The front line has actually stabilized over the past two weeks. This does not mean that the hostilities have stopped — artillery fire continues, and the sides are trying to advance. However, neither Ukraine nor Russia have recently made serious breakthroughs that would significantly affect the front line. The last successful one for the Ukrainian military was at the beginning of October. Then they wedged into the Russian defense for more than 25 kilometers along the right bank of the Dnipro River in the Kherson region. This forced the Russians to retreat to a new line of defense and actually leave a quarter of their bridgehead on the right bank of the Dnipro.
But since then, neither side has made significant progress. The Russians are trying to advance around Bakhmut to encircle the city, as well as on the western outskirts of Donetsk to push Ukrainian troops away from the occupied city. The Ukrainian army, most likely, is preparing for a larger offensive, and at the moment it is trying to improve its tactical position and occupy advantageous lines, or try to use reconnaissance to identify weak points in the Russian defense.
Gradually, the war enters a rather difficult period — first the rains will begin, which will wash away the soil and make it extremely difficult for the ground troops to move. Bad weather also severely limits aviation and drone operations. And then frosts and winter will begin, which make it uncomfortable for soldiers to stay in trenches and dugouts.
Winter, of course, does not mean a complete cessation of hostilities or the absolute impossibility of an offensive. The Russians captured Debaltseve in Donetsk region in 2015 in winter. However, this was a rather limited and compact operation compared to the large-scale war of 2022. Therefore, if offensive operations will take place in winter, they will cover small areas.
Most likely, both Ukraine and Russia will use the winter period to prepare their capacities for 2023. The Russians will train the mobilized for a new large-scale offensive, and Ukraine — for driving out the occupiers.
Opportunities for the warring parties
The war has already turned into a struggle of attrition. Therefore, the ability of Ukraine and Russia to keep the economy from falling to catastrophic levels, as well as to mobilize its (or its partnerʼs) defense-industrial complex, comes to the fore.
Due to sanctions, it is difficult for the Russian economy to develop. Western observers and decision-makers admit: the restrictions that were introduced immediately after the beginning of the invasion did not have the expected effect. They were directed mostly at the financial sector, but the Russian central bank coped with the first shock, stabilized the currency market and the work of banks. Another part of the sanctions is economic. Its potential unfolds over time and has an impact in the medium and long term. This is also recognized in Russia, where restrictions began to affect the real sector of the economy since the summer. Foreign equipment and spare parts are not delivered, and foreign companies are leaving Russia en masse, so it is starting to have serious problems in various industries. Factories are closing, people are being laid off, there is nothing to repair damaged equipment with, etc. The situation is similar in the service sector: civil aviation cannot service its planes, cinemas are closed due to the lack of Western films, and attendance at shopping malls has decreased by 30%. Whether the Russian Federation will find an opportunity to replace Western spare parts, cars, electronics and much more is an open question.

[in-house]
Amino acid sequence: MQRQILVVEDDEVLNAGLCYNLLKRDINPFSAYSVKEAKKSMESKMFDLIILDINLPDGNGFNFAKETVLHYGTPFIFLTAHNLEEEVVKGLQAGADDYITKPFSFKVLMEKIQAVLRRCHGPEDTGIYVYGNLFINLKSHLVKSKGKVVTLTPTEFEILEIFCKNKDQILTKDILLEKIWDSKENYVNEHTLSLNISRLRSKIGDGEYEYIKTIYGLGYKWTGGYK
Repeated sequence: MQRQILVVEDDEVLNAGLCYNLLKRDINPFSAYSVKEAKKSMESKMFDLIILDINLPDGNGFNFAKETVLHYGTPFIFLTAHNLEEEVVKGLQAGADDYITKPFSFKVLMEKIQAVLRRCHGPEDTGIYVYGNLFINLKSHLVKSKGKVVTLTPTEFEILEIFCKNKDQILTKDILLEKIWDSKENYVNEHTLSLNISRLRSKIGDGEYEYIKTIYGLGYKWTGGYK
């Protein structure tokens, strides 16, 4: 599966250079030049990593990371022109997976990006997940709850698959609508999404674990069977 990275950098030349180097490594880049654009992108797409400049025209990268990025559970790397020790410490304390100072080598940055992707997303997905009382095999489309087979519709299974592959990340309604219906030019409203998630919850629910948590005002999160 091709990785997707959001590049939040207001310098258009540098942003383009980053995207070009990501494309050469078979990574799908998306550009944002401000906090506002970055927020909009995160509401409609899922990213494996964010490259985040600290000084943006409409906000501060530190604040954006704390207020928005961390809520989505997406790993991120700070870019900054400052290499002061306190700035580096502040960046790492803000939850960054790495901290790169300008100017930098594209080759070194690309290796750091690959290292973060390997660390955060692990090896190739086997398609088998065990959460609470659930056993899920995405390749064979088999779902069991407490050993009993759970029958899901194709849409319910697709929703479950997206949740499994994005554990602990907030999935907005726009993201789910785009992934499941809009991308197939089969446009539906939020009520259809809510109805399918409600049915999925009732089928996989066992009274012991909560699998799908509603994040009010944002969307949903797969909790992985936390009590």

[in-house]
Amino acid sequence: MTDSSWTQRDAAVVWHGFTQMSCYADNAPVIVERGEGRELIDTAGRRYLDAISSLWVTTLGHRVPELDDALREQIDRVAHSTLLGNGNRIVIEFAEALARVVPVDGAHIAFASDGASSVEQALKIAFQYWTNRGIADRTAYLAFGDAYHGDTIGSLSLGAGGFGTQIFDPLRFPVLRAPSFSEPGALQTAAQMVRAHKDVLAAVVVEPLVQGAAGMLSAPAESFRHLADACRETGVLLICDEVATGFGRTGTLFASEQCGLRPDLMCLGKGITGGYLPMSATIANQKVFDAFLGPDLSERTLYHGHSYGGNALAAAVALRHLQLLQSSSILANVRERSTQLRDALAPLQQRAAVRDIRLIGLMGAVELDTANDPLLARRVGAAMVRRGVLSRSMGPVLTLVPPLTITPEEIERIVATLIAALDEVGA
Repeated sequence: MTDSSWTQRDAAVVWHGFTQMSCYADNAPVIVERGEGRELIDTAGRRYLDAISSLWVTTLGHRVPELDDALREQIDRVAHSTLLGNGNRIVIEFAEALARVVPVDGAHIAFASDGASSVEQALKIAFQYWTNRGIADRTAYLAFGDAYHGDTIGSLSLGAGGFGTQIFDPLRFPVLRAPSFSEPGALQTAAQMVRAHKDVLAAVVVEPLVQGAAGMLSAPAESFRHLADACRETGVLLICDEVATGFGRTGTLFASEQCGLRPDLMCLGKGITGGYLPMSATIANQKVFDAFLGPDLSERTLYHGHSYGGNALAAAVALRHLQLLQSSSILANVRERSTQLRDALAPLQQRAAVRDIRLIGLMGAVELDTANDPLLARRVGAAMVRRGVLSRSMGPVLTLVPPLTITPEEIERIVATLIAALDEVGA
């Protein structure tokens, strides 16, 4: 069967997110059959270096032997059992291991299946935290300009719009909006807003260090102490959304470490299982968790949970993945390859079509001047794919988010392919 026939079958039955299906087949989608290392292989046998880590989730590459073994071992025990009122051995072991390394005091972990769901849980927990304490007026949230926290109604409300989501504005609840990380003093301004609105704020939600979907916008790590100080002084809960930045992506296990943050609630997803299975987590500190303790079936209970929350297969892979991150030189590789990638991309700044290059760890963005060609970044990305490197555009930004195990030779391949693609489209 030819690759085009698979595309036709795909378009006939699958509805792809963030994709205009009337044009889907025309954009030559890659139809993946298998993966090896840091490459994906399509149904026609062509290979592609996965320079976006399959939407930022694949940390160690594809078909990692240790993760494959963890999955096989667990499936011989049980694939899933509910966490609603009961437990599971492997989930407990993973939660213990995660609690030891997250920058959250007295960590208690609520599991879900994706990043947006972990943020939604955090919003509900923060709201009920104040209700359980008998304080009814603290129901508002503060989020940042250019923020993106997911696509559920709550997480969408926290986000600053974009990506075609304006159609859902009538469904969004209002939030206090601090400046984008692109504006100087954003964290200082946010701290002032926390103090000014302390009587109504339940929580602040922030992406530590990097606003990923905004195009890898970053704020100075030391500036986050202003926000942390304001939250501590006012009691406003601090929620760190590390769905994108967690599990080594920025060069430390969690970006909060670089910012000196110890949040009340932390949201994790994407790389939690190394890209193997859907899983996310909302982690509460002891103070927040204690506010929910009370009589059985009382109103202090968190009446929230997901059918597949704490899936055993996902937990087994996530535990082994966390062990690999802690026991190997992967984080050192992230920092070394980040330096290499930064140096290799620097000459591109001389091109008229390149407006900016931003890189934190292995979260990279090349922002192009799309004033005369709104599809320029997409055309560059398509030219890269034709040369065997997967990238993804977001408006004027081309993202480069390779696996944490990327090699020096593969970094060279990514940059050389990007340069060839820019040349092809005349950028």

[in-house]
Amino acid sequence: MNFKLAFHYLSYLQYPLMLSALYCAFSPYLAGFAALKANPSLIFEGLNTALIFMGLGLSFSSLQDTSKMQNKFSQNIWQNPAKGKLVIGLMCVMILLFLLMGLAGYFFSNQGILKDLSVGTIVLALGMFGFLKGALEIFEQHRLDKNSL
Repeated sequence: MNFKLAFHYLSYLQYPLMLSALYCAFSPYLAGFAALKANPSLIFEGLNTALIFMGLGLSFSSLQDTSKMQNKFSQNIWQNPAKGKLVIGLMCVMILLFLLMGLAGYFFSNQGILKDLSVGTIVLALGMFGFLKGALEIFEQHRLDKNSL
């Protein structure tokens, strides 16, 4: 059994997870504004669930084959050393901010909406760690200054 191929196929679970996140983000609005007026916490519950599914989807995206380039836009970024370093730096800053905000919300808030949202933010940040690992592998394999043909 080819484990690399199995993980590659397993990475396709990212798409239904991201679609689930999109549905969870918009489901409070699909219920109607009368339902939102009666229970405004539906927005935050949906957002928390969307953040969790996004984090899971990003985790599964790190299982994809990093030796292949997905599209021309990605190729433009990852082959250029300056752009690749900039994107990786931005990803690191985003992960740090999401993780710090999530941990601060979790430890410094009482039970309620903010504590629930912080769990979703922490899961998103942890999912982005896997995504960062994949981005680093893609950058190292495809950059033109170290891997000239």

But the main branch of the Russian economy — oil and gas — is still not under sanctions. About half of the revenues of the Russian budget come from the export of energy resources. Since the beginning of the full-scale invasion, their prices only increased, so the Russian Federation earned even more. For example, Western countries introduced restrictions on the maintenance and supply of various equipment, but they continue to buy Russian oil and gas. Only on December 5, the oil embargo will come into action in the European Union, and the G7 countries want to introduce restrictions on the price of Russian oil around the world. There is no mention of restrictions on gas supplies at all, although Russia itself is reducing supplies to Europe. In general, everything leads to the fact that Russia will gradually lose income from oil and gas exports. They have already fallen to the level of February 2022, many countries of the world are afraid to do business with the Russian Federation due to fear of secondary sanctions, and Europe, which was the largest buyer of Russian energy resources, is actively looking for an alternative.
Due to problems at the front, the Kremlin resorted to the unpopular step of mobilization at the end of September. This process is not easy and not cheap. The mobilized must be clothed, accommodated, fed, given weapons, ammunition, means of protection and equipment. In addition, they still need to be taught to fight. All this requires time and large funds, as well as the active engagement of the defense-industrial complex. In the conditions of sanctions, Russia cannot cope with this, and therefore tries to pull weapons from other countries. In particular, military equipment and ammunition are actively leaving Belarus, Iran is supplying the Russian Federation with drones, body armor, and helmets, and in the near future, it may start selling ballistic missiles.
All this shows that the situation in Russia with the economy and military supplies is getting worse every day. Obviously, the sanctions will increase, and it is not known which industries they may hit. Allies of the Russians who supply them with weapons may also come under very serious restrictions. If the United States recognizes Russia as a state sponsor of terrorism, all countries that cooperate with it will fall under secondary American sanctions. The Russian Central Bank also admits that mobilization is pulling young men out of the economy, and this is exacerbating the decline.